Similar work is already being carried out in the lab of George Church, a geneticist at Harvard Medical School in Boston. Using a technology known as CRISPR/Cas9 that allows genes to be easily edited, his team claims to have engineered elephant cells that contain the mammoth version of 14 genes potentially involved in cold tolerance — although the team has not yet tested how this affects the elephant cells. Church plans to do these experiments in “organoids” created from elephant iPS cells.


The work, says Church, is a preamble to editing an entire woolly mammoth genome — and perhaps even resurrecting the woolly mammoth, or at least giving an Asian elephant enough mammoth genes to survive in the Arctic. The second option would be easier to do because it would require fewer mutations than the first option. A 16-square-kilometre reserve in north Siberia, known as Pleistocene Park, has even been proposed as a potential home for such a population of cold-tolerant elephants.


However, whether anyone would want to do such a thing is a different question, says Lynch, and Shapiro agrees. In her book, she outlines the innumerable hurdles that stand in the way of breeding genetically modified ‘woolly elephants’ — from the ethics of applying reproductive technologies to an endangered species to the fact that the field of elephant reproductive biology is still immature.


more...
No comment yet.
Scooped by Dr. Stefan Gruenwald
Scoop.it!

Crime scene discovery – DNA methylation can tell DNA of identical twins apart

Crime scene discovery – DNA methylation can tell DNA of identical twins apart | Amazing Science | Scoop.it

SINCE its first use in the 1980s – a breakthrough dramatised in recent ITV series Code of a Killer– DNA profiling has been a vital tool for forensic investigators.  Now researchers at the University of Huddersfield have solved one of its few limitations by successfully testing a technique for distinguishing between the DNA – or genetic fingerprint – of identical twins.


The probability of a DNA match between two unrelated individuals is about one in a billion.  For two full siblings, the probability drops to one-in-10,000.  But identical twins present exactly the same DNA profile as each other and this has created legal conundrums when it was not possible to tell which of the pair was guilty or innocent of a crime.  This has led to prosecutions being dropped, rather than run the risk of convicting the wrong twin.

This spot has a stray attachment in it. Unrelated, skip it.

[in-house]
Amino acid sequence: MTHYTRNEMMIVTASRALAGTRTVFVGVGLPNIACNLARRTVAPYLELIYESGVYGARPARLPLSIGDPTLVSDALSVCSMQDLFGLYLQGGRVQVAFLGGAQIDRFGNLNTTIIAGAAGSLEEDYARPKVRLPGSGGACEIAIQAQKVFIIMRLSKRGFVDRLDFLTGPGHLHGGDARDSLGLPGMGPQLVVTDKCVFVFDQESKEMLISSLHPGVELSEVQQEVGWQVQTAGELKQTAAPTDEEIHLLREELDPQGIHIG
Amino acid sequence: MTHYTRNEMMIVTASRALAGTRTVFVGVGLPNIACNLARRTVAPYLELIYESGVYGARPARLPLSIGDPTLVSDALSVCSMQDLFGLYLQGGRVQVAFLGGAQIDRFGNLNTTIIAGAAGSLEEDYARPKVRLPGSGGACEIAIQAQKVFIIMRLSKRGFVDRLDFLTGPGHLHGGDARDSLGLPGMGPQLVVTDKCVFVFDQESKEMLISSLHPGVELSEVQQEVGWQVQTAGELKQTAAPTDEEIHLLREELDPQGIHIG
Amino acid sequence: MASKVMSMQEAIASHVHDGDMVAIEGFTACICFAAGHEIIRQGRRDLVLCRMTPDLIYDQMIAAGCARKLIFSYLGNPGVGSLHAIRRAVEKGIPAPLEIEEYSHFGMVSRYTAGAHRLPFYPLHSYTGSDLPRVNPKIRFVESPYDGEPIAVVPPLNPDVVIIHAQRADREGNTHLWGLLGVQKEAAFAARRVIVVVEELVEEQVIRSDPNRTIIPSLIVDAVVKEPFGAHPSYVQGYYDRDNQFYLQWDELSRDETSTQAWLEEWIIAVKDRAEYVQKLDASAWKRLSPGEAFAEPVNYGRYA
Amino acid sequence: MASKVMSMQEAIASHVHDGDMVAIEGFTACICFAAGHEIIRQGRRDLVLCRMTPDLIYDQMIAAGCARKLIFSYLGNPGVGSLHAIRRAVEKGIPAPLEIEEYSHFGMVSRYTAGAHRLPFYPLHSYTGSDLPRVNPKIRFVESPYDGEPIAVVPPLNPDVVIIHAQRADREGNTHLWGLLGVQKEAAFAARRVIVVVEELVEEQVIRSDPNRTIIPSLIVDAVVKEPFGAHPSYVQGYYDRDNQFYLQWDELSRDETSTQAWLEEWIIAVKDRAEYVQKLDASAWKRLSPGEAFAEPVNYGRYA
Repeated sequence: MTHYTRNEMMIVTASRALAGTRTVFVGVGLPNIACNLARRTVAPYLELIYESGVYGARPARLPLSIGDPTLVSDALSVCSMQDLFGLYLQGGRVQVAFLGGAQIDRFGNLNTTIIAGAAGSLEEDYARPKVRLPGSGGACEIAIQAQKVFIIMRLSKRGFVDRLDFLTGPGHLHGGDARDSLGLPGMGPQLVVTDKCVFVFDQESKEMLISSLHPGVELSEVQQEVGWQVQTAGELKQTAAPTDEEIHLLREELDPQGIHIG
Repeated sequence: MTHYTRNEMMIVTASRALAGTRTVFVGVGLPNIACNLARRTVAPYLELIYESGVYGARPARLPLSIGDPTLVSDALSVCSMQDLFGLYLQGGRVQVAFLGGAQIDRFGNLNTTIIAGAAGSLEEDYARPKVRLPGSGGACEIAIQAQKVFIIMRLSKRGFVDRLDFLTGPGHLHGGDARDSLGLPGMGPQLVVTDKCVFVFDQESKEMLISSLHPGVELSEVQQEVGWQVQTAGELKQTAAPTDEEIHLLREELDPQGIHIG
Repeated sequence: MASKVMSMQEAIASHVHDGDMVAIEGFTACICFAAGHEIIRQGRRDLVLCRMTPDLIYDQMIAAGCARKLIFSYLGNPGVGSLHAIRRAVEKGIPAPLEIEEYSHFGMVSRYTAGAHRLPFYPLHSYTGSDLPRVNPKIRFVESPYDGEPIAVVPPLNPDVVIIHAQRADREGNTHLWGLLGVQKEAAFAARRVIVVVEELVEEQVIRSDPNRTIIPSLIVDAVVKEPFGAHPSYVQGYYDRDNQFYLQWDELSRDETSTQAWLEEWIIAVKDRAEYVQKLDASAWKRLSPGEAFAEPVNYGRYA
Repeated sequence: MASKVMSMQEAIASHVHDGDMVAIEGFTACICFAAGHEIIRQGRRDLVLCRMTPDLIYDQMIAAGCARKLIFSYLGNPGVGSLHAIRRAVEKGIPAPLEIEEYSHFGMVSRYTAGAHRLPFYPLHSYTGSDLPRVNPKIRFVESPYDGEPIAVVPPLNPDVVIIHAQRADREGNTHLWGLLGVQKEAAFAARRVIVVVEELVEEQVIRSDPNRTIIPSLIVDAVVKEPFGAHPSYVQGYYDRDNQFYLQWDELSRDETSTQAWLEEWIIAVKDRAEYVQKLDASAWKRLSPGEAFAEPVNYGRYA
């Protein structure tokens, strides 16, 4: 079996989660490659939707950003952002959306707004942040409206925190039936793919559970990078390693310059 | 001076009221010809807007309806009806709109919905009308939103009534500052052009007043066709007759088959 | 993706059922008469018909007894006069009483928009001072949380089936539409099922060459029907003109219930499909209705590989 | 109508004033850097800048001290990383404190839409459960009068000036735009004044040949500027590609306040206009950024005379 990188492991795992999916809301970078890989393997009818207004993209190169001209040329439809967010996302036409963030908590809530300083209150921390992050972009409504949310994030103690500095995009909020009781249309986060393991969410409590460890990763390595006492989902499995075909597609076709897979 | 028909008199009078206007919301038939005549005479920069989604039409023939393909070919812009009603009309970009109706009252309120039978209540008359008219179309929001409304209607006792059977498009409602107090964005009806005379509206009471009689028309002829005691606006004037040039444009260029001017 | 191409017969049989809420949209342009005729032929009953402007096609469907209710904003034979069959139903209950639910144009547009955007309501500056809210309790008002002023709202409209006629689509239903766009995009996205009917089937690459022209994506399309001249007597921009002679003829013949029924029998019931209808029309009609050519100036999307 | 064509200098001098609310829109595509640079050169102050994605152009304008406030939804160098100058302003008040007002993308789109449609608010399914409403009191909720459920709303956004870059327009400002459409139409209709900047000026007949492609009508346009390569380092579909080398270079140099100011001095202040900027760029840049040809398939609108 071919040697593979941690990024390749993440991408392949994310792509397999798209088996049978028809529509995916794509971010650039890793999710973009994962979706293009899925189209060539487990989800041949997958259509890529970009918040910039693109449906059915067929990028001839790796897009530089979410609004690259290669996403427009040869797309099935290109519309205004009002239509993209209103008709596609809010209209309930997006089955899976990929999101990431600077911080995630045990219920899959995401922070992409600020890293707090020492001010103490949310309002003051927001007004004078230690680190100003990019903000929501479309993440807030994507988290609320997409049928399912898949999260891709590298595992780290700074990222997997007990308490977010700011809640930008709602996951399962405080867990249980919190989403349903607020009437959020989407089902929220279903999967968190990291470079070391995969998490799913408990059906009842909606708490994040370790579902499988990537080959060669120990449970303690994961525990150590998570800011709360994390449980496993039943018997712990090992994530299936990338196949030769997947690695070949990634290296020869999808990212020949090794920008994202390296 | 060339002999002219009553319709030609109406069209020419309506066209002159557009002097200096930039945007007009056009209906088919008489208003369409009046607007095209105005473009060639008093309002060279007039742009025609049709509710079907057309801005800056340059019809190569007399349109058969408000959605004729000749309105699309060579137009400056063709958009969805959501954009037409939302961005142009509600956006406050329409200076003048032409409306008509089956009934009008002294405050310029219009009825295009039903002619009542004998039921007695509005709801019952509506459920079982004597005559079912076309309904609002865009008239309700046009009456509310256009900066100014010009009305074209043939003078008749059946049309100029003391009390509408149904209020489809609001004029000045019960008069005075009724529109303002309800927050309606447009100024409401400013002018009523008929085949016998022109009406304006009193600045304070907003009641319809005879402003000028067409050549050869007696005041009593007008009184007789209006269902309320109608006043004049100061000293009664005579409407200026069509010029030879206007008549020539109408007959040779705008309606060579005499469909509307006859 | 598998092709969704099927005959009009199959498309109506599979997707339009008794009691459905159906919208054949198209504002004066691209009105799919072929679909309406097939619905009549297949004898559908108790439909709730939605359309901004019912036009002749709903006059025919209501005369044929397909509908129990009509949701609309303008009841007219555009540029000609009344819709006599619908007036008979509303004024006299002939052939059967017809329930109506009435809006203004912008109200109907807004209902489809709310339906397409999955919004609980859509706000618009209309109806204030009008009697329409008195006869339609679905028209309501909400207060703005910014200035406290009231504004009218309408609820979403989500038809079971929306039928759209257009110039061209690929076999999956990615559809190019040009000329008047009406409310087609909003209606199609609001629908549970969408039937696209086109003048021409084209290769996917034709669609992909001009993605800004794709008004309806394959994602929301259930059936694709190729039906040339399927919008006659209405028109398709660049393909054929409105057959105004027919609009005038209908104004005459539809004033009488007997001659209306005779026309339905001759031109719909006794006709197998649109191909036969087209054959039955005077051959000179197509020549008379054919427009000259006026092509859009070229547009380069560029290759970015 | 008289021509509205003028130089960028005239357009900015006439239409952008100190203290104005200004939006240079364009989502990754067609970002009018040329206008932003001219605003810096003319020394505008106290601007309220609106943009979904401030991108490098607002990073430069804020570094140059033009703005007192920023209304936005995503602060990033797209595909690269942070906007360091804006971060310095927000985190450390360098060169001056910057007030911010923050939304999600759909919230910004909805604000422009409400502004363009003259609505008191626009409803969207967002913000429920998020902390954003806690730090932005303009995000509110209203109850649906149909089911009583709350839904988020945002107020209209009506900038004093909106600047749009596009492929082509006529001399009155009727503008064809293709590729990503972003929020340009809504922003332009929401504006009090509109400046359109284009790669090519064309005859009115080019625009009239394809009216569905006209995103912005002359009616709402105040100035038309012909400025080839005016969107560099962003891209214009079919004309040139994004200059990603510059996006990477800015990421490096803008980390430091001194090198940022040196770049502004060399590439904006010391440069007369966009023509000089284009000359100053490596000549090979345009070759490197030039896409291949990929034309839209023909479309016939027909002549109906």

Now Dr Graham Williams (pictured right) and his Forensic Genetics Research Group at the University of Huddersfield have developed a solution to the problem and published their findings in the journal Analytical BiochemistryPrevious methods have been proposed for distinguishing the DNA of twins.  One is termed “mutation analysis”, where the whole genome of both twins is sequenced to identify mutations that might have occurred to one of them.


“If such a mutation is identified at a particular location in the twin, then that same particular mutation can be specifically searched for in the crime scene sample.  However, this is very expensive and time-consuming and is unlikely to be paid for by cash-strapped police forces,” according to Dr Williams, who has shown that a cheaper, quicker technique is available.


It is based on the concept of DNA methylation, which is effectively the molecular mechanism that turns various genes on and off. As twins get older, the degree of difference between them grows as they are subjected to increasingly different environments.  For example, one might take up smoking, or one might have a job outdoors and the other a desk job.  This will cause changes in the methylation status of the DNA.